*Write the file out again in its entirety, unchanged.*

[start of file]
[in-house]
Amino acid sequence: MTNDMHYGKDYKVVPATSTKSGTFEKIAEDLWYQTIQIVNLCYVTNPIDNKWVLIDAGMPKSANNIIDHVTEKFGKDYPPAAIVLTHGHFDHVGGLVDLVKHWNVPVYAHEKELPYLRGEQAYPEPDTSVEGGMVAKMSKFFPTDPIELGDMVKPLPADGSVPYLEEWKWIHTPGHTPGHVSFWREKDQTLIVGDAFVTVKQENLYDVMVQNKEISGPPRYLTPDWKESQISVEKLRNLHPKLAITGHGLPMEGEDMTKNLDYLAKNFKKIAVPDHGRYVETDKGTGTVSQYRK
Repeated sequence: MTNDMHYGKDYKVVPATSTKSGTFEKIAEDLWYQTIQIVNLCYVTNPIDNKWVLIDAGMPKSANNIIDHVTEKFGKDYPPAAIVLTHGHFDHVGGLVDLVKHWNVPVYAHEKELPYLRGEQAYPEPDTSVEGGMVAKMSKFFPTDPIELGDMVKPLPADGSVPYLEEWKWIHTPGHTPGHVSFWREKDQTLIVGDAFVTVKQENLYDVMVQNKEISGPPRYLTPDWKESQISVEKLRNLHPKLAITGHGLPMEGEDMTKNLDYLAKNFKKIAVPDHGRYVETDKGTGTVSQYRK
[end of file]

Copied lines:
[in-house]
Amino acid sequence: MTNDMHYGKDYKVVPATSTKSGTFEKIAEDLWYQTIQIVNLCYVTNPIDNKWVLIDAGMPKSANNIIDHVTEKFGKDYPPAAIVLTHGHFDHVGGLVDLVKHWNVPVYAHEKELPYLRGEQAYPEPDTSVEGGMVAKMSKFFPTDPIELGDMVKPLPADGSVPYLEEWKWIHTPGHTPGHVSFWREKDQTLIVGDAFVTVKQENLYDVMVQNKEISGPPRYLTPDWKESQISVEKLRNLHPKLAITGHGLPMEGEDMTKNLDYLAKNFKKIAVPDHGRYVETDKGTGTVSQYRK
Repeated sequence: MTNDMHYGKDYKVVPATSTKSGTFEKIAEDLWYQTIQIVNLCYVTNPIDNKWVLIDAGMPKSANNIIDHVTEKFGKDYPPAAIVLTHGHFDHVGGLVDLVKHWNVPVYAHEKELPYLRGEQAYPEPDTSVEGGMVAKMSKFFPTDPIELGDMVKPLPADGSVPYLEEWKWIHTPGHTPGHVSFWREKDQTLIVGDAFVTVKQENLYDVMVQNKEISGPPRYLTPDWKESQISVEKLRNLHPKLAITGHGLPMEGEDMTKNLDYLAKNFKKIAVPDHGRYVETDKGTGTVSQYRK